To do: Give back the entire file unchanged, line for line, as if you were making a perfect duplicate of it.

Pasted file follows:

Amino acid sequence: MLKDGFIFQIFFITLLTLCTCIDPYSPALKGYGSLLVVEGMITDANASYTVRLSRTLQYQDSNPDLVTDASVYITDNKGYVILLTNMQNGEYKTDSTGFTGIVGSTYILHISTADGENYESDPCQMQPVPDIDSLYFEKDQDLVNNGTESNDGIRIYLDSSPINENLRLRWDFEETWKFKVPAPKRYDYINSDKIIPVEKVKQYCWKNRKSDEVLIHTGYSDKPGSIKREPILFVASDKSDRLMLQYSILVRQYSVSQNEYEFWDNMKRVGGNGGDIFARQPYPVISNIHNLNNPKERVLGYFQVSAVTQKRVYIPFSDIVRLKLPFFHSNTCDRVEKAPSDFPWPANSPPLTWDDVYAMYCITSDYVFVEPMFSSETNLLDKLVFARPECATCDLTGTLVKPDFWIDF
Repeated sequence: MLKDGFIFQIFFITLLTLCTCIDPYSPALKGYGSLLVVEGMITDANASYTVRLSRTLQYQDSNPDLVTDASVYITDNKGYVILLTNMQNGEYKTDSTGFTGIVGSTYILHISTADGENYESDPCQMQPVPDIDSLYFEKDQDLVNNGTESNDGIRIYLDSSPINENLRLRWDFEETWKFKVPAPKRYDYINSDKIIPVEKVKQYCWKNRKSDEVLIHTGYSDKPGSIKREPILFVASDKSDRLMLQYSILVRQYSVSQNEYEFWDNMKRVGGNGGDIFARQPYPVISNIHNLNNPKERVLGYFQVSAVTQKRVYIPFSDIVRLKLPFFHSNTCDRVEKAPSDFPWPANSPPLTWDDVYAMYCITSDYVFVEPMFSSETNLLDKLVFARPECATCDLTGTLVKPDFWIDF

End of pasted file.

Amino acid sequence: MLKDGFIFQIFFITLLTLCTCIDPYSPALKGYGSLLVVEGMITDANASYTVRLSRTLQYQDSNPDLVTDASVYITDNKGYVILLTNMQNGEYKTDSTGFTGIVGSTYILHISTADGENYESDPCQMQPVPDIDSLYFEKDQDLVNNGTESNDGIRIYLDSSPINENLRLRWDFEETWKFKVPAPKRYDYINSDKIIPVEKVKQYCWKNRKSDEVLIHTGYSDKPGSIKREPILFVASDKSDRLMLQYSILVRQYSVSQNEYEFWDNMKRVGGNGGDIFARQPYPVISNIHNLNNPKERVLGYFQVSAVTQKRVYIPFSDIVRLKLPFFHSNTCDRVEKAPSDFPWPANSPPLTWDDVYAMYCITSDYVFVEPMFSSETNLLDKLVFARPECATCDLTGTLVKPDFWIDF
Repeated sequence: MLKDGFIFQIFFITLLTLCTCIDPYSPALKGYGSLLVVEGMITDANASYTVRLSRTLQYQDSNPDLVTDASVYITDNKGYVILLTNMQNGEYKTDSTGFTGIVGSTYILHISTADGENYESDPCQMQPVPDIDSLYFEKDQDLVNNGTESNDGIRIYLDSSPINENLRLRWDFEETWKFKVPAPKRYDYINSDKIIPVEKVKQYCWKNRKSDEVLIHTGYSDKPGSIKREPILFVASDKSDRLMLQYSILVRQYSVSQNEYEFWDNMKRVGGNGGDIFARQPYPVISNIHNLNNPKERVLGYFQVSAVTQKRVYIPFSDIVRLKLPFFHSNTCDRVEKAPSDFPWPANSPPLTWDDVYAMYCITSDYVFVEPMFSSETNLLDKLVFARPECATCDLTGTLVKPDFWIDF